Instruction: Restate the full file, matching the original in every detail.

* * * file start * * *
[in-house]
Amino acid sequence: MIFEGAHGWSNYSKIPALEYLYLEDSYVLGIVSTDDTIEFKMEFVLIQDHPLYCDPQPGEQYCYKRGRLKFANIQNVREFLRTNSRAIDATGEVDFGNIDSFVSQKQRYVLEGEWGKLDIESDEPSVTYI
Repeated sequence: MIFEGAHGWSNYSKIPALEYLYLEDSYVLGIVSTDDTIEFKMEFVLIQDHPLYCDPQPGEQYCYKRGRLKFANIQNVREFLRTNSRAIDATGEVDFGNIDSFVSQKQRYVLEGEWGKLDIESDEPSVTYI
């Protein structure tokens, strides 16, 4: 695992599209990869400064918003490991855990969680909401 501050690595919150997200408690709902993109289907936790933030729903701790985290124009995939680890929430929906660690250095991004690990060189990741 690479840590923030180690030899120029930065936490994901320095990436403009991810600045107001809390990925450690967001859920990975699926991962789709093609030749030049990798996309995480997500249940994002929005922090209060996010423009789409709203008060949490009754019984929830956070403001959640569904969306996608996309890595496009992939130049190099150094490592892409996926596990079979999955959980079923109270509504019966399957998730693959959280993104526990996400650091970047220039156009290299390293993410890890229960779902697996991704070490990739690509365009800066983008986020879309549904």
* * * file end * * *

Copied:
[in-house]
Amino acid sequence: MIFEGAHGWSNYSKIPALEYLYLEDSYVLGIVSTDDTIEFKMEFVLIQDHPLYCDPQPGEQYCYKRGRLKFANIQNVREFLRTNSRAIDATGEVDFGNIDSFVSQKQRYVLEGEWGKLDIESDEPSVTYI
Repeated sequence: MIFEGAHGWSNYSKIPALEYLYLEDSYVLGIVSTDDTIEFKMEFVLIQDHPLYCDPQPGEQYCYKRGRLKFANIQNVREFLRTNSRAIDATGEVDFGNIDSFVSQKQRYVLEGEWGKLDIESDEPSVTYI
């Protein structure tokens, strides 16, 4: 695992599209990869400064918003490991855990969680909401 501050690595919150997200408690709902993109289907936790933030729903701790985290124009995939680890929430929906660690250095991004690990060189990741 690479840590923030180690030899120029930065936490994901320095990436403009991810600045107001809390990925450690967001859920990975699926991962789709093609030749030049990798996309995480997500249940994002929005922090209060996010423009789409709203008060949490009754019984929830956070403001959640569904969306996608996309890595496009992939130049190099150094490592892409996926596990079979999955959980079923109270509504019966399957998730693959959280993104526990996400650091970047220039156009290299390293993410890890229960779902697996991704070490990739690509365009800066983008986020879309549904």